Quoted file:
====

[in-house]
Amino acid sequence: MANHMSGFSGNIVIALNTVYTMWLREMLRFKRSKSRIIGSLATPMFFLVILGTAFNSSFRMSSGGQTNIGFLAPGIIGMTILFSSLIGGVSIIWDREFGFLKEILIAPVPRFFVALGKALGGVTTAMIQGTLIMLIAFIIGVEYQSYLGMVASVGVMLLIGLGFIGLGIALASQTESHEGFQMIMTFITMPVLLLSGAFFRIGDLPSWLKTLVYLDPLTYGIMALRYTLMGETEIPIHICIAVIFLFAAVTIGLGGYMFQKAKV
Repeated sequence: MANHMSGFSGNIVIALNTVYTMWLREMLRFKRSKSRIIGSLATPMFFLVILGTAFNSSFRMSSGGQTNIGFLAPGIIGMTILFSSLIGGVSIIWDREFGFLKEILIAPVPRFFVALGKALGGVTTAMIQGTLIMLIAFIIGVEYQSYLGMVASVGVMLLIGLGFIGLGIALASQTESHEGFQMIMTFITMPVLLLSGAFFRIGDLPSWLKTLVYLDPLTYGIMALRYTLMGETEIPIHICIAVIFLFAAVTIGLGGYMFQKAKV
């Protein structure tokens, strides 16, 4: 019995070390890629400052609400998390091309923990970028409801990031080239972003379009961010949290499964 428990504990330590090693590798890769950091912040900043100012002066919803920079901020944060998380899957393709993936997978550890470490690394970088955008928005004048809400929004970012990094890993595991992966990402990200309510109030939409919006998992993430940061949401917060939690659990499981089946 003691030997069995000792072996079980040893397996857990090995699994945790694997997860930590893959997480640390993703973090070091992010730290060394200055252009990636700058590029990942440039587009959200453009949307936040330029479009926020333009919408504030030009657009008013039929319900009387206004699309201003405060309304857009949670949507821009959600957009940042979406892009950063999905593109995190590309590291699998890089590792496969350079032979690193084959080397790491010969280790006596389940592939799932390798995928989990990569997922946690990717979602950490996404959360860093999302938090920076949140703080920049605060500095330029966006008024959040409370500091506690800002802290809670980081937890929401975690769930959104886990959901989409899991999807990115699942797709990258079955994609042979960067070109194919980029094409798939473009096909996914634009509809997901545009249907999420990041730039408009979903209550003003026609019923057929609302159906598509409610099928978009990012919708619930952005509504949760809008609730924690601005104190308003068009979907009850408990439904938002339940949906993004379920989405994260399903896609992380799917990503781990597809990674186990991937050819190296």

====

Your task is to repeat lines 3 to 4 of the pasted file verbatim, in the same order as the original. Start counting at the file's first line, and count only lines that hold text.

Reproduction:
Repeated sequence: MANHMSGFSGNIVIALNTVYTMWLREMLRFKRSKSRIIGSLATPMFFLVILGTAFNSSFRMSSGGQTNIGFLAPGIIGMTILFSSLIGGVSIIWDREFGFLKEILIAPVPRFFVALGKALGGVTTAMIQGTLIMLIAFIIGVEYQSYLGMVASVGVMLLIGLGFIGLGIALASQTESHEGFQMIMTFITMPVLLLSGAFFRIGDLPSWLKTLVYLDPLTYGIMALRYTLMGETEIPIHICIAVIFLFAAVTIGLGGYMFQKAKV
């Protein structure tokens, strides 16, 4: 019995070390890629400052609400998390091309923990970028409801990031080239972003379009961010949290499964 428990504990330590090693590798890769950091912040900043100012002066919803920079901020944060998380899957393709993936997978550890470490690394970088955008928005004048809400929004970012990094890993595991992966990402990200309510109030939409919006998992993430940061949401917060939690659990499981089946 003691030997069995000792072996079980040893397996857990090995699994945790694997997860930590893959997480640390993703973090070091992010730290060394200055252009990636700058590029990942440039587009959200453009949307936040330029479009926020333009919408504030030009657009008013039929319900009387206004699309201003405060309304857009949670949507821009959600957009940042979406892009950063999905593109995190590309590291699998890089590792496969350079032979690193084959080397790491010969280790006596389940592939799932390798995928989990990569997922946690990717979602950490996404959360860093999302938090920076949140703080920049605060500095330029966006008024959040409370500091506690800002802290809670980081937890929401975690769930959104886990959901989409899991999807990115699942797709990258079955994609042979960067070109194919980029094409798939473009096909996914634009509809997901545009249907999420990041730039408009979903209550003003026609019923057929609302159906598509409610099928978009990012919708619930952005509504949760809008609730924690601005104190308003068009979907009850408990439904938002339940949906993004379920989405994260399903896609992380799917990503781990597809990674186990991937050819190296």